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Blog Hop: What Do I Write And Why?

June 2014

Kristin Gleeson has invited me to join her blog hop. I’m now a link in a chain of great minds, connected by our passion for writing  – and, even more important, reading.

Kristin is a writer of intensely felt, meticulously researched, wonderfully evoked historical literary fiction novels, spanning her own territories of Ireland, North America and Canada. I recommend Selkie Dreams  She’s also the world expert on the Canadian First Nation woman Anahareo, wrote the first biography of this extraordinary and troubled woman, Anahareo – a Wilderness Spirit, and this summer will be a keynote speaker at a conference on herself and her husband, known to thousands as ‘Grey Owl’, in fact an Englishman from Sussex called Archie.

We first met on an advanced novel writing course at the West Cork Literary Festival, run by the amazing Carlo Gébler, and we have remained friends ever since, beta-reading each other’s unpublished work, mutually being encouraging, and cheering on our publishing successes.  As well as writing, Kristin is also a gifted musician, singer and painter; if you are lucky enough to attend one of her book launches, you may see her playing the Irish harp.


What Do I write?

I write plays and novels. Drama is in my blood, on both sides of the family – my Dad was the best theatre carpenter in the business, my mother acted straight out of RADA with Laurence  Olivier – she was one of his daughters in ‘Oedipus’,. My father’s parents and grandparents ran ‘fit-up’ travelling companies; musical theatre was my grandmother’s field and she was one of the original ‘Tiller Girls’. So writing plays started early [I was five when my brother and I performed 'Clever Fox', a two hander, to an audience of kind parents and neighbours].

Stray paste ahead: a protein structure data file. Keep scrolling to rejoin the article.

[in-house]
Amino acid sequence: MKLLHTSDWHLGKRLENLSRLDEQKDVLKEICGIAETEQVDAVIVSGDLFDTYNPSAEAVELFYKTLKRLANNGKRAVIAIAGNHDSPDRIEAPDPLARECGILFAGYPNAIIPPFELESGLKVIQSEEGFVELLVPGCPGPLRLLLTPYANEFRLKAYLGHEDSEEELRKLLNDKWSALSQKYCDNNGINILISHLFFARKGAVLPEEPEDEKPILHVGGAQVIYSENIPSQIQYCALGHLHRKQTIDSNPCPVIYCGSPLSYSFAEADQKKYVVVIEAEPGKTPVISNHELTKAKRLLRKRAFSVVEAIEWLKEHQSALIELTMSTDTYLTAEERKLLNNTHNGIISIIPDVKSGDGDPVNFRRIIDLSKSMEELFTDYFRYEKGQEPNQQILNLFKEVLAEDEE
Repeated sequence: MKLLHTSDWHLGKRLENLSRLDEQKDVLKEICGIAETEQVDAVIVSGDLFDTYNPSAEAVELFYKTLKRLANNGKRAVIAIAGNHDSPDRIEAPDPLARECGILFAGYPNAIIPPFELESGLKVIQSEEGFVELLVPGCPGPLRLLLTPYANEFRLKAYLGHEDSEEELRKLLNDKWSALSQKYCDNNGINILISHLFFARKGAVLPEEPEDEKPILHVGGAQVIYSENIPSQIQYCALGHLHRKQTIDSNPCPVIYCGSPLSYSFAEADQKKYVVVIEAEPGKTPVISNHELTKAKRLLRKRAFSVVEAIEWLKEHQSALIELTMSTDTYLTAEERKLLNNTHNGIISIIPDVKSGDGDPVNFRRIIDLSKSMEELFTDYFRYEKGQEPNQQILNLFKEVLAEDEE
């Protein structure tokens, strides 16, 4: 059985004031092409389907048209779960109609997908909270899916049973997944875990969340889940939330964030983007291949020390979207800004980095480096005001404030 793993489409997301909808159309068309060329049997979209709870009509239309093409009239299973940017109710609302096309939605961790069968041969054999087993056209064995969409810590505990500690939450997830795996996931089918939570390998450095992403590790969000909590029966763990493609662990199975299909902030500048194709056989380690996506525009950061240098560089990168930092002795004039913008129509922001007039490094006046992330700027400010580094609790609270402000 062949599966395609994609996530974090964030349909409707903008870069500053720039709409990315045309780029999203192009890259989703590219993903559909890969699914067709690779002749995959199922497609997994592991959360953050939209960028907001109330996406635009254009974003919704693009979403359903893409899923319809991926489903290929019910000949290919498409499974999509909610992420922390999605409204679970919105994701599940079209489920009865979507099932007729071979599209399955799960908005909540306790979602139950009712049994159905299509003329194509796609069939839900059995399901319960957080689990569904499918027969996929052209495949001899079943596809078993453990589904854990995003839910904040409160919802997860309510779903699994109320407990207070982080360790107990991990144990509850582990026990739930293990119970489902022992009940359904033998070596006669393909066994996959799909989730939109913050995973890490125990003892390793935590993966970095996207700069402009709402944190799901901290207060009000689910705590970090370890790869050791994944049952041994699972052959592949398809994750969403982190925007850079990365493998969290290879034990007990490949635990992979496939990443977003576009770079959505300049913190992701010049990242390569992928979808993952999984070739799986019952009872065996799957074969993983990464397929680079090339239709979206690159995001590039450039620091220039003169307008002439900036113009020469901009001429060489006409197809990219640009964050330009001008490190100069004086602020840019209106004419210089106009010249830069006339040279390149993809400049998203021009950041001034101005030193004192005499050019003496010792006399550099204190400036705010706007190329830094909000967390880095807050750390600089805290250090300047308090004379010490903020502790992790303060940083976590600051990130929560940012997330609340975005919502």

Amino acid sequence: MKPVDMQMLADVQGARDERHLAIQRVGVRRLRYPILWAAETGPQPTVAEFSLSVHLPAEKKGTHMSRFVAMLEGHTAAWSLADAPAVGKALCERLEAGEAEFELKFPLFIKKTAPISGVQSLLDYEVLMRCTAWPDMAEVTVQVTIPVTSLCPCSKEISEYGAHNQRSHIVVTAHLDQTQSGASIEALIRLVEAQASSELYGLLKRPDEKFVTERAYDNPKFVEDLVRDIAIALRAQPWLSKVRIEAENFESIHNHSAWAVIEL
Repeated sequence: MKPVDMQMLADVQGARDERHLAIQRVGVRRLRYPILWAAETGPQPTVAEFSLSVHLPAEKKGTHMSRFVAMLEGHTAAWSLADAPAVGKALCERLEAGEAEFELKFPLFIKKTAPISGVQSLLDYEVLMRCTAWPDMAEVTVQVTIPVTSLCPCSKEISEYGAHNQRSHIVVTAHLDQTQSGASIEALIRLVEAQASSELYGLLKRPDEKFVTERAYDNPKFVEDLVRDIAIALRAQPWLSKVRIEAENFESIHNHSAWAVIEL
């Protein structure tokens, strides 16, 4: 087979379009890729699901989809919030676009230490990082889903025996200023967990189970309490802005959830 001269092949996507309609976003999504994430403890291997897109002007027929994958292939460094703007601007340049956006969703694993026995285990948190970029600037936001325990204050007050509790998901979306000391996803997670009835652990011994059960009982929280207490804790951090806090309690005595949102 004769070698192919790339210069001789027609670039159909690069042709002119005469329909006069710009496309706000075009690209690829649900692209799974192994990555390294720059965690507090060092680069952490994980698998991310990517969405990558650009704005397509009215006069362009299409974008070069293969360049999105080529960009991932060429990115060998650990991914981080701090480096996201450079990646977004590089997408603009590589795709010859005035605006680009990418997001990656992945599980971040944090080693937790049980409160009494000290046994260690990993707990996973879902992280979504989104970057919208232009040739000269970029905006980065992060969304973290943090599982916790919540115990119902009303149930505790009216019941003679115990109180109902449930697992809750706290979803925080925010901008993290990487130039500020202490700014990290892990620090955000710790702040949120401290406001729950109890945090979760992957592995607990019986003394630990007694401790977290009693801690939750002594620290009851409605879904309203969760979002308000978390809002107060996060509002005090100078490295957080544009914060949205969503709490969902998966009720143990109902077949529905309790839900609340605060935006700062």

I write plays for children, mostly in Ireland, but have written puppet shows and TV dramas in the UK as well. Adult novels are where I let my shadow side out to play. Children deserve optimism and hope, but my novels pull no punches. I write with passion and from a perspective of people in our society many would rather not know about, about events and feelings we’d like to pretend don’t exist. My latest novel, Dollywagglers, published by Tenebrisbooks,is a dystopia set in England, after a flu pandemic has decimated the world’s population. I love reading dystopias, from ’1984′  and ‘The Road’ to ‘The Hunger Games’, but I didn’t want an atmosphere of despair and gloom, so I made my central character a puppeteer with a wonky sense of humour.

My first novel, Micka, published by Picador in 2010, was a sad and brutal story, told in the voices of two ten year old boys. Neither of these books pleased a mass audience, but I feel joyful and privileged to be speaking to adults and children in a way that, I hope and trust, enters their heads and hearts in a truly reflective and gripping way.

What am I writing now?
I’m at work now on the sequel to ‘Dollywagglers’, a story with utopian threads mixed in with the darkness. Quite a challenge to write with the same black humour and not be too predictably liberal and socially aware as I construct a new society from the remnants of the old.

I’m also working on the second draft of a memoir, I suppose, it’s about fifty percent true and fifty percent made up, about a nine year old girl at boarding school in the 1950s. It’s far from being Hogwarts; it’s a place that tries to break her spirit and crush her imagination.

Two children’s plays I wrote last year had a great run in Ireland. Feast of Bones is set in 1918 Dublin, and loosely follows the fairy story of Henny Penny going to see the King. The sky fell on many heads during that war; it makes a powerful metaphor, and in some ways you can only tell the tales of war in metaphor, unless you were actually there.

The second play, which ran for three months earlier this year, was about an old man, alone with his radio and his memories, talking to an audience of 6 year olds and up. My challenge was to make his life, so removed from their experiences, into a story that they could connect with. A spider and a jackdaw helped, plus his tragic love of Gretel, a circus bareback rider. Mr. Foley – Radio Operator played all over Ireland this year., and will be at the Babaró Children’s Festival in Galway this September.

Why Do I Write?